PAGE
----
The UK Court of Appeal has upheld the High Court's decision that an experimental treatment offered by a US doctor will not benefit ill baby Charlie Gard, and could cause significant pain and distress.
The case was originally brought before Mr Justice Francis because the baby's doctors at Great Ormond Street Hospital disagreed with his parents' wish to take him to the US for the experimental treatment.
Nine-month-old Charlie Gard has mitochondrial DNA depletion syndrome (MDDS) in its most severe form: infant onset RRM2B deficiency. The disease affects his mitochondria, although the faulty gene that causes it is found in his nuclear DNA, and not in the mitochondria themselves.
The result is impairment to his brain – including epilepsy – and his muscles; he has irreversible brain damage and cannot see, hear, or move. He is fed by tube and requires a ventilator to breathe.
Doctors at Great Ormond Street have done everything they can, according to a statement from the hospital. They believe that taking the baby off ventilation is now in his best interests. His parents want to 'exhaust all possible options' and have been in contact with the US doctor, and raised over £1.3 million of donations to pay for travel and treatment.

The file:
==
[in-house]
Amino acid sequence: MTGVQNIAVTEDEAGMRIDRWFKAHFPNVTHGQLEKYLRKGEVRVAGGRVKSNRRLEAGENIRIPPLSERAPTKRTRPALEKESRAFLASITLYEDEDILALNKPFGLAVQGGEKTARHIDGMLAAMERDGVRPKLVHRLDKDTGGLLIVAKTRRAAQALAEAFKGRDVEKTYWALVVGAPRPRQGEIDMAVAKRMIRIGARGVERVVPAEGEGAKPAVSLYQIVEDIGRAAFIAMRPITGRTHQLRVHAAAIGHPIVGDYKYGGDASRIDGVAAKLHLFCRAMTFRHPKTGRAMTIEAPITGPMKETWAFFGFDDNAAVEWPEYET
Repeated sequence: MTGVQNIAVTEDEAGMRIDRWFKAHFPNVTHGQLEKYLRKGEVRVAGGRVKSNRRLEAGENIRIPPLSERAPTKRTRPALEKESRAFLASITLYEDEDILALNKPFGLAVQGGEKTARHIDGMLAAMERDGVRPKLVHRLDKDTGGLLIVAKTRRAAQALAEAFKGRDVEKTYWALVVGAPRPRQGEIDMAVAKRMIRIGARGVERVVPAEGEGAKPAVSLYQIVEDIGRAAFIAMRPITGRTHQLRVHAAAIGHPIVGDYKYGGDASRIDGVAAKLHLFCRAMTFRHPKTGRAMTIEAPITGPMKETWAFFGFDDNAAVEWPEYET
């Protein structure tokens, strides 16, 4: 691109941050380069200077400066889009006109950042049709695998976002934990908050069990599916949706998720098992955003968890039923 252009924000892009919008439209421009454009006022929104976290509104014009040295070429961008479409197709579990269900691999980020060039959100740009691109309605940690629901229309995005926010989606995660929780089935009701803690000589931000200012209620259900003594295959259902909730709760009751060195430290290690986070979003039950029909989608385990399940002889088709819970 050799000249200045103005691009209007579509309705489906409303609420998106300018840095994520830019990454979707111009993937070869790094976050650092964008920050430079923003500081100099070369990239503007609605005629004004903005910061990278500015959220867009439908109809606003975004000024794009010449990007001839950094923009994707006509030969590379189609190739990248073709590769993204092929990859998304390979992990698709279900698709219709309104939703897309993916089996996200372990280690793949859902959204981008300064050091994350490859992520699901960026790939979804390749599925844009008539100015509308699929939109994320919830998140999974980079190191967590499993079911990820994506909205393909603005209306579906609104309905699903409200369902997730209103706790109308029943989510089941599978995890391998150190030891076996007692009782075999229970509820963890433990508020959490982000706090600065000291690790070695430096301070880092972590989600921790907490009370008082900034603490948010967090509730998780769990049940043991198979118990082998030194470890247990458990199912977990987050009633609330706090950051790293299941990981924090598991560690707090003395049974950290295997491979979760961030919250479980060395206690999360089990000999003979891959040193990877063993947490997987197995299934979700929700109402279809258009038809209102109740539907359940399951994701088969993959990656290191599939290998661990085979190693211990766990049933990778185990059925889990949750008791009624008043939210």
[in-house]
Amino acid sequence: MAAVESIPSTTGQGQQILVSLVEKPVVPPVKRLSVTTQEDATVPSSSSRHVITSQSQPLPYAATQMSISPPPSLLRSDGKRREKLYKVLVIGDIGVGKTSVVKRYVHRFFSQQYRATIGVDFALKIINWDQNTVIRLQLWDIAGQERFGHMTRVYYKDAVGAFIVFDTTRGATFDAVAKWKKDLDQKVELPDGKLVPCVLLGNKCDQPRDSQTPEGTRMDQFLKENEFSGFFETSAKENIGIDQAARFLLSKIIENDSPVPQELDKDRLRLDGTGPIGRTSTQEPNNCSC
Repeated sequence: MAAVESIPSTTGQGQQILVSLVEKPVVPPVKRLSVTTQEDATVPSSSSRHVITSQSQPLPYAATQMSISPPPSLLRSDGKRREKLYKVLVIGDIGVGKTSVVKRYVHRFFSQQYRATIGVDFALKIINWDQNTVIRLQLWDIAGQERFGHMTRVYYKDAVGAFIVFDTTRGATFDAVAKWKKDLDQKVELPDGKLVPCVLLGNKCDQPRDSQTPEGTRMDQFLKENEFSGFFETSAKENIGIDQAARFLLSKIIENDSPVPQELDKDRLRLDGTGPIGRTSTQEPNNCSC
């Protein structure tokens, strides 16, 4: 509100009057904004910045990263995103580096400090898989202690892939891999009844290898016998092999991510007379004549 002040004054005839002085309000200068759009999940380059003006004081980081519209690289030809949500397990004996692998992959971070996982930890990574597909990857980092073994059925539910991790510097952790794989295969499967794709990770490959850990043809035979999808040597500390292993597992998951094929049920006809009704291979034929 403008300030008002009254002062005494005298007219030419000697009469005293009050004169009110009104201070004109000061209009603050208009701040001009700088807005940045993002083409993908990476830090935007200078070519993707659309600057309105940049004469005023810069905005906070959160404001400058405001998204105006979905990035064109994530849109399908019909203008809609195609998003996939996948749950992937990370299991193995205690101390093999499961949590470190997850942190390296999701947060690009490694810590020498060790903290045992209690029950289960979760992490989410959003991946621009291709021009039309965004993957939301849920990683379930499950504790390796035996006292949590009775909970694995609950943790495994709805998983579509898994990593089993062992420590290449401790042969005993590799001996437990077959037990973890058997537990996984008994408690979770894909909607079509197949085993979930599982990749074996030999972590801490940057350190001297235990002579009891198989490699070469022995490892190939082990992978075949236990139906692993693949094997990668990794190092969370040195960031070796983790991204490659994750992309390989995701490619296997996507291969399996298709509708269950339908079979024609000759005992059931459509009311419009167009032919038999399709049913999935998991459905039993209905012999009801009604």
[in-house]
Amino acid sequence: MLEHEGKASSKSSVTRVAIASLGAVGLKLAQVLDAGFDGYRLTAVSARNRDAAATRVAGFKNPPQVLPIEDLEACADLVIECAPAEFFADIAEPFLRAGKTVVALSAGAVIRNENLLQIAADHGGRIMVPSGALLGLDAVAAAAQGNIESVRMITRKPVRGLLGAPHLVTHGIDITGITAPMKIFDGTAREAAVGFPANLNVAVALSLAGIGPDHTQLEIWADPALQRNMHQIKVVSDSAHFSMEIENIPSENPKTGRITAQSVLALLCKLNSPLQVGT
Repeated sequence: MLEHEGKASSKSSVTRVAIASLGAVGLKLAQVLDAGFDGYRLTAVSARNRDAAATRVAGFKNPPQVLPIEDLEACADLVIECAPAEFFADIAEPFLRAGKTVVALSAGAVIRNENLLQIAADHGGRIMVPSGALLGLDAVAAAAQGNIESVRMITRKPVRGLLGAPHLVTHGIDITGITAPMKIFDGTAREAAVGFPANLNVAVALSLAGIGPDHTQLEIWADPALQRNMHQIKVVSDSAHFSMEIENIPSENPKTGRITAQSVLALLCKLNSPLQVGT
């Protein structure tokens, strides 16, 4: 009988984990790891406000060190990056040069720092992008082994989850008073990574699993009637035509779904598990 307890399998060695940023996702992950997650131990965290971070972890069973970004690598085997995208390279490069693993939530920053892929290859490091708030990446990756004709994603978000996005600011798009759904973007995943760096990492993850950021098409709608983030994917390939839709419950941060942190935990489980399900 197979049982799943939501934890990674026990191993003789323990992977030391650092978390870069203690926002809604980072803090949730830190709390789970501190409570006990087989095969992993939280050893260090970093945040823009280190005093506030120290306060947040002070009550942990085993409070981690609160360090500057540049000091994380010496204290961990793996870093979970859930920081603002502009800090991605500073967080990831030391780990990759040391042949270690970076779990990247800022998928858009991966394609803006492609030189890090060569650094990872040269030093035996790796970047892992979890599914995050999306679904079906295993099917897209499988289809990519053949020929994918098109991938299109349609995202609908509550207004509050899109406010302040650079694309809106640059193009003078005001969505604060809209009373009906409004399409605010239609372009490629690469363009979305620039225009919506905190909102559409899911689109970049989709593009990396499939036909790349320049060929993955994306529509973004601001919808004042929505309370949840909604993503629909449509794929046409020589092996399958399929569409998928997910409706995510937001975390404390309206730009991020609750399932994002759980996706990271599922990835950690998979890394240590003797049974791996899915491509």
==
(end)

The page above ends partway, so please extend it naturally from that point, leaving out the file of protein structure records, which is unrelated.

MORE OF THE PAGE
The therapy has never been used in a RRM2B patient, and has not been tested in mice for this variant, although it has shown some promise in other forms of MDDS. The US doctor admits that the treatment has never been used in a patient with encephalopathy, and given the child's brain damage it is 'very unlikely that he will improve'.
Because the child cannot move or make sounds it is impossible to know if he feels pain.
As well as lawyers for the parents and Great Ormond Street, a third lawyer represented the baby's Guardian: a professional appointed by The Children and Family Court Advisory and Support Service (Cafcass) whose role is to be independent of other parties and promote the child's interests.
One of a panel of three appeal judges, Lord Justice McFarlane explained that the High Court's decision had been correctly based on 'the core evidence' and that travelling to the US for treatment 'would expose Charlie to harm'.
The child's parents have expressed their intention to take their case to the Supreme Court.